I don’t follow the end of this comment.  What point are you making by noting that France didn’t fall for 3 weeks after Dunkirk?  The emphasis seems to suggest that you find this important, but I don’t understand why.  Sorry if I’m being obtuse.

    • #15
  16. Jerry Giordano (Arizona Patriot) Member
    Jerry Giordano (Arizona Patriot)
    @ArizonaPatriot

    Henry Racette (View Comment):

    Jerry Giordano (Arizona Patrio… (View Comment):

    Henry Racette (View Comment):

    . . .

    Doug Watt (View Comment):
    There is a difference between Dunkirk, and Biden’s Dumbkirk. Two different wars.

    Two vastly different motives. Dunkirk was evacuated to save an army. Afghanistan was abandoned to… I don’t know… curry favor with the right constituency I guess. That’s some damned expensive pandering.

    Hank, can you think of any good arguments for the withdrawal from Afghanistan?

    I can think of good arguments on both sides.

    Jerry, yes, I can. I think withdrawal would have been wise if we were achieving little or no positive objectives there, or if we were suffering unacceptable casualties or expense.

    I don’t think either of those conditions was met: I think we provided valuable stability at relatively low risk and cost.

    I would have chosen to remain. I am generally in favor of a muscular US global presence. But once the decision was made to leave, I think it should have been done with far more concern for those left behind.

    Fair enough.  I think that the cost was pretty high, though thankfully not in American lives in the past couple of years.  The financial cost was extraordinary, I think.  I’ve heard an estimate of $55 billion/year, I think (from Ben Shapiro, if I recall correctly).  That’s a lot of money, though I’m not sure that the figure is correct.

    To put that in perspective, consider VDH’s argument a couple of days ago regarding the (alleged) value of the equipment left behind in Afghanistan:  

    We can look at this disaster in a number of depressing ways. One would be to compare this giveaway to military aid given to Israel over the last 70 years, which more or less has amounted to about an aggregate $100 billion. In other words, in one fell swoop, the Pentagon deposited into Taliban hands about 80 percent of all the military aid that we’ve ever given to Israel since the founding of the Jewish state.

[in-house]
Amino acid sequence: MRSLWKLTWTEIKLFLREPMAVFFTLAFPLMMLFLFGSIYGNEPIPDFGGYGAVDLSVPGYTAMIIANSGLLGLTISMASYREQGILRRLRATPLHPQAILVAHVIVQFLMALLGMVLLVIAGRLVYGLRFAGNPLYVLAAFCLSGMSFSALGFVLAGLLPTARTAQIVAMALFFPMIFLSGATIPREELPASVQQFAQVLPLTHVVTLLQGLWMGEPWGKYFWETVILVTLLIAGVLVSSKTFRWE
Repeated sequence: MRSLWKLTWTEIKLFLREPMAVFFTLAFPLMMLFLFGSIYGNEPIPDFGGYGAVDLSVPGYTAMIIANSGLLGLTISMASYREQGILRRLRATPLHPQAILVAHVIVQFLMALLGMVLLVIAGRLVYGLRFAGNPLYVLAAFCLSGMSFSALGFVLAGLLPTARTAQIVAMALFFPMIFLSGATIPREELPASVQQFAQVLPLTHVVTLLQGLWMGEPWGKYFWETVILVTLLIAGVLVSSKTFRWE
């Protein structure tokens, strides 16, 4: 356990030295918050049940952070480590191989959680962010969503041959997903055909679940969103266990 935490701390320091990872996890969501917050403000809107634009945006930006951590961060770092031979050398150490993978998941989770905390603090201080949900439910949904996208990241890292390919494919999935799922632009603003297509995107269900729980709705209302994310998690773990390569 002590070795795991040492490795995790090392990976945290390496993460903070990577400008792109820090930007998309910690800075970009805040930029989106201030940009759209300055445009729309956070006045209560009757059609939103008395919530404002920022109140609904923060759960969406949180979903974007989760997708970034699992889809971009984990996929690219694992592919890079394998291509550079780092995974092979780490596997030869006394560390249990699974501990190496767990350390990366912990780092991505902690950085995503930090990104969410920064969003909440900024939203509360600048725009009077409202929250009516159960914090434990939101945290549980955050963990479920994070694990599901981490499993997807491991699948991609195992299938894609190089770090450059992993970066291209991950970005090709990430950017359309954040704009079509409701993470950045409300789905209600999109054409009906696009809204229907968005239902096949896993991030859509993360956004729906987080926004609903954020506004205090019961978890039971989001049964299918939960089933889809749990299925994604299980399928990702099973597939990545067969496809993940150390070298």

So I’m going to turn this around, and assume that the $55 billion/year is correct as the ongoing cost of intervention in Afghanistan.  To paraphrase VDH, this would mean that the supposedly “low cost” of the Afghan war amounted, each year, to about 55 percent of all the military aid that we’ve ever given to Israel.

    I have a personal note about the potential risk to our troops.  It is true that losses were pretty small for the last couple of years.  I don’t think that there’s any guarantee that they would remain low.

    My oldest son is a Marine.  He deployed to Central America last year, and I did not lose any sleep.  He may deploy to Japan soon, and I don’t expect to lose any sleep.  If he had been sent to Afghanistan, I believe that I would have had many sleepless nights.  It was not safe there.

    • #16
  17. ToryWarWriter Thatcher
    ToryWarWriter
    @ToryWarWriter

    Henry Racette (View Comment):

    Jerry Giordano (Arizona Patrio… (View Comment):

    Henry Racette (View Comment):

    . . .

    Doug Watt (View Comment):
    There is a difference between Dunkirk, and Biden’s Dumbkirk. Two different wars.

    Two vastly different motives. Dunkirk was evacuated to save an army. Afghanistan was abandoned to… I don’t know… curry favor with the right constituency I guess. That’s some damned expensive pandering.

    Hank, can you think of any good arguments for the withdrawal from Afghanistan?

    I can think of good arguments on both sides.

    Jerry, yes, I can. I think withdrawal would have been wise if we were achieving little or no positive objectives there, or if we were suffering unacceptable casualties or expense.

    I don’t think either of those conditions was met: I think we provided valuable stability at relatively low risk and cost.

    I would have chosen to remain. I am generally in favor of a muscular US global presence. But once the decision was made to leave, I think it should have been done with far more concern for those left behind.

    I have been reading Scott Hortons book on Afghanistan.  And I have to say I disagree with your position.  The fact that the Afghan War increased Heroin production into the west, and has led to that crisis on the home front is a big problem for the West.

    The war was lost around 2002.  When the US Army deliberately decided to start a war with a then surrendered Taliban.

    • #17
  18. ToryWarWriter Thatcher
    ToryWarWriter
    @ToryWarWriter

    Jerry Giordano (Arizona Patrio… (View Comment):

    ToryWarWriter (View Comment):